The jury found in favor of the Simpsons, awarding $50,690.00, their coverage under the policy: $30,700.00 on the structure, $15,350.00 on the contents, and $4,640.00 for living expenses. On November 5, 1986, State Farm filed a Motion for Judgment N.O.V. or in the Alternative for a New Trial. State Farm also filed a Motion for Relief from Judgment or Order a Credit Towards Satisfaction of Judgment or for a Remittitur, alleging that it had paid the Simpsons' mortgagee, Kimbrough Investment Company, $27,813.75, and that the jury award to the Simpsons should be reduced by that amount. On November 10, the Simpsons filed a Motion for Trial for Extra Contractual and Punitive Damages or in the Alternative Judgment Notwithstanding the Verdict on Punitive and Extra Contractual Damages. The Simpsons also moved to assess prejudgment interest. After a hearing State Farm's motion for a credit was sustained, and the other motions were overruled. Gloria Simpson appeals from the circuit court's judgment.

I. SHOULD THE EXCEPTIONS TO THE LAW OF THE CASE DOCTRINE ALLOW THE ISSUES DECIDED BY THE SUPREME COURT IN SIMPSON I TO BE RE-LITIGATED?

Gloria Simpson first argues that though this Court, in Simpson I, rendered judgment against her on the issues of extra-contractual and punitive damages, she should have been able to re-litigate those issues in Simpson II. She argues that while Simpson I would normally be recognized as "the law of the case" for all subsequent proceedings, there are exceptions to this rule, and her case fits these exceptions.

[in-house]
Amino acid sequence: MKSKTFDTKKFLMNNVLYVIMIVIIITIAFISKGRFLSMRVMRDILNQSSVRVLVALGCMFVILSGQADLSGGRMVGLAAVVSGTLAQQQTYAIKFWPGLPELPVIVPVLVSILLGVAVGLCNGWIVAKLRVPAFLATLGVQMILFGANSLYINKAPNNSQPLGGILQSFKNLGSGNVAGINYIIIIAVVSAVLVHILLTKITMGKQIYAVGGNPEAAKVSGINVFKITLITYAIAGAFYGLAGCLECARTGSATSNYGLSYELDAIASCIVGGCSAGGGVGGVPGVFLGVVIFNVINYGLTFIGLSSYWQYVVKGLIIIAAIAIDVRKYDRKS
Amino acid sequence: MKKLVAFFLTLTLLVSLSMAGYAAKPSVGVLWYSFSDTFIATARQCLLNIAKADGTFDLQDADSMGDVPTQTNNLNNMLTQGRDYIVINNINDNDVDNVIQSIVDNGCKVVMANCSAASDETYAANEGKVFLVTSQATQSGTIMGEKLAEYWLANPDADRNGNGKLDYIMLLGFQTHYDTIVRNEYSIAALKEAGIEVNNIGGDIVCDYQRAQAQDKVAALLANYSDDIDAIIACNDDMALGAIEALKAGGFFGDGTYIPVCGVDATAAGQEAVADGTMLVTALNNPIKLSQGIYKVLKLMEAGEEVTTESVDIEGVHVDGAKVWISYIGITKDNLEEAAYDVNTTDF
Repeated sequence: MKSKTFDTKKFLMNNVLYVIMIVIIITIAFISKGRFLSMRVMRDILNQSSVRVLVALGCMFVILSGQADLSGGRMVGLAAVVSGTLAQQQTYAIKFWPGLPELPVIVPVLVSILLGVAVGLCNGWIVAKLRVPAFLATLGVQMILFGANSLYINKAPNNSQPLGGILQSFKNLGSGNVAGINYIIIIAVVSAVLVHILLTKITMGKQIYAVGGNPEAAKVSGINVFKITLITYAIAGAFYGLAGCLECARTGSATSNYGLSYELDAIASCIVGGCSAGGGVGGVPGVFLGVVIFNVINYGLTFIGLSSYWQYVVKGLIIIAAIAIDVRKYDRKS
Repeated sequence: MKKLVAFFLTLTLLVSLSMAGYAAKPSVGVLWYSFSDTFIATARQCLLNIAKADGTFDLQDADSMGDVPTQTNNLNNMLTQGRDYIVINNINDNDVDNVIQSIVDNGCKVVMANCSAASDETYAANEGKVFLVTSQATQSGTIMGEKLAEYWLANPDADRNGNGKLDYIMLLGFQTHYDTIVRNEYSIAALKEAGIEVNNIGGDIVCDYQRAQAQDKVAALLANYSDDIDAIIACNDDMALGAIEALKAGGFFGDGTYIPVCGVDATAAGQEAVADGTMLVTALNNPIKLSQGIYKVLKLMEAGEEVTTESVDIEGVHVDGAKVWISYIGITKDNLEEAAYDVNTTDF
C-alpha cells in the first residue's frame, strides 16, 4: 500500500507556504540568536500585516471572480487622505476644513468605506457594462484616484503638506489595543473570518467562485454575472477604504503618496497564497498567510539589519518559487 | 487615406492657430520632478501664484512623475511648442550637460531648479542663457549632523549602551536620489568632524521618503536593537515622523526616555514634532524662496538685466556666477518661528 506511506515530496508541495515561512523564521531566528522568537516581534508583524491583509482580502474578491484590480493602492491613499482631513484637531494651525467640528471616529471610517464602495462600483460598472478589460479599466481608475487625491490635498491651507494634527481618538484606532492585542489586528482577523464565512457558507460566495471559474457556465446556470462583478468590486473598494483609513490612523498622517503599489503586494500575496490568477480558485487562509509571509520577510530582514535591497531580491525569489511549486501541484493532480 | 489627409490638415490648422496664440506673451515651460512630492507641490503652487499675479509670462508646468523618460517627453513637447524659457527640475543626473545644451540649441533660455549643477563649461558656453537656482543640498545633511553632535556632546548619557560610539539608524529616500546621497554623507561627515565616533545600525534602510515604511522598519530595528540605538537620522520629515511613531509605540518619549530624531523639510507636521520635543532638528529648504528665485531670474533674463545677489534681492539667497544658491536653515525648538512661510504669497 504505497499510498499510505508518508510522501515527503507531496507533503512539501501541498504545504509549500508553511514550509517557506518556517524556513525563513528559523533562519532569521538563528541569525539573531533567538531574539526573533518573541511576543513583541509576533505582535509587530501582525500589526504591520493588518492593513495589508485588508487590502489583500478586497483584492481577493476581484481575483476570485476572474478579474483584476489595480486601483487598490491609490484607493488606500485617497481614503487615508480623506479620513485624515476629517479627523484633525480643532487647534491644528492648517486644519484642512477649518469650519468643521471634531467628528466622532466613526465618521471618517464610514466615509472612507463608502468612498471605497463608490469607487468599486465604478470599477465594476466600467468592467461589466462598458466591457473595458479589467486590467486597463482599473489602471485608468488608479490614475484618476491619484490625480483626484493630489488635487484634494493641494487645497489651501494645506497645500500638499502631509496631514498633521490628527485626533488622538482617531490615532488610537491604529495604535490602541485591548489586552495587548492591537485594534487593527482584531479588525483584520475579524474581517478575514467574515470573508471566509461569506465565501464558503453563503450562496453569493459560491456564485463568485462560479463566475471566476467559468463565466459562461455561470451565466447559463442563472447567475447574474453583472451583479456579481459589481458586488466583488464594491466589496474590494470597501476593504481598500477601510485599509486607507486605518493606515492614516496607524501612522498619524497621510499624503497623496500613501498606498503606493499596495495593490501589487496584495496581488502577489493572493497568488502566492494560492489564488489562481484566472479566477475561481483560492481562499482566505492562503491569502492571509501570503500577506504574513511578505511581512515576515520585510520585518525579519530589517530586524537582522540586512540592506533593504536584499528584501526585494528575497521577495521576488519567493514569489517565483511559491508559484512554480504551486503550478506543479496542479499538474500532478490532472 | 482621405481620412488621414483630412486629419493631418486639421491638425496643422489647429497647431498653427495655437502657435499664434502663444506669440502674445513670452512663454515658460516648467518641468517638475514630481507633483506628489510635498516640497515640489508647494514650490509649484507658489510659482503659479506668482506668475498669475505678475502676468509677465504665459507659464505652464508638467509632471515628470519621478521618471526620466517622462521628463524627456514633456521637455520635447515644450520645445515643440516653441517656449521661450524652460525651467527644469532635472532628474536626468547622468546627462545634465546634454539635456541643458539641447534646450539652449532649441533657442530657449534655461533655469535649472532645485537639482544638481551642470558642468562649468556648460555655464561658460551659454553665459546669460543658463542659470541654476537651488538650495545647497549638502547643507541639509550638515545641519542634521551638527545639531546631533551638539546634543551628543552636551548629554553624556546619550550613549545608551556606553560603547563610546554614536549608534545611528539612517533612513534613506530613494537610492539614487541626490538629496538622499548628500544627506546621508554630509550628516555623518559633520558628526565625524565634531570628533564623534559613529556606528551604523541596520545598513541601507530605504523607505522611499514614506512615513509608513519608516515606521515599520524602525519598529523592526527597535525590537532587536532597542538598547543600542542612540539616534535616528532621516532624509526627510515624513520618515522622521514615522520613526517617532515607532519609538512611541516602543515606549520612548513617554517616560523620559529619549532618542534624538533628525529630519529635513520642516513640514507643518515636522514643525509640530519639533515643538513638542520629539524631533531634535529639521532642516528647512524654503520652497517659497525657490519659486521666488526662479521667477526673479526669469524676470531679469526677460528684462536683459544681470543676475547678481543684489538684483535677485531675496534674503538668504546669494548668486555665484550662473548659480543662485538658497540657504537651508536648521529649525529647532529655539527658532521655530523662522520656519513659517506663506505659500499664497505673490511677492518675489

The law of the case doctrine, as recognized by this Court, is as follows:

The doctrine of the law of the case is similar to that of former adjudication, relates entirely to questions of law, and is confined in its operation to subsequent proceedings in the case. Whatever is once established as the controlling legal rule of decision, between the same parties in the same case, continues to be the law of the case, so long as there is a similarity of facts. This principle expresses the practice of courts generally to refuse to reopen what has previously been decided. It is founded on public policy and the interests of orderly and consistent judicial procedure.

Mississippi College v. May, 241 Miss. 359, 366, 128 So.2d 557, 558 (1961). "The rule is distinct from the rule of stare decisis and it is not a limitation upon the power of the court." Continental Turpentine and Rosin Co. v. Gulf Naval Stores Co., 244 Miss. 465, 479, 142 So.2d 200, 206-207 (1962). "But if the facts are different, so that the principles of law announced on the first appeal are not applicable, as where there are material changes in the evidence, pleadings or findings, a prior decision is not conclusive upon questions presented on the subsequent appeal." Continental Turpentine, 244 Miss. at 480, 142 So.2d at 207. One further exception to the doctrine can be found in Brewer v. Browning, 115 Miss. 358, 364, 76 So. 267, 269 (1917), where this Court stated: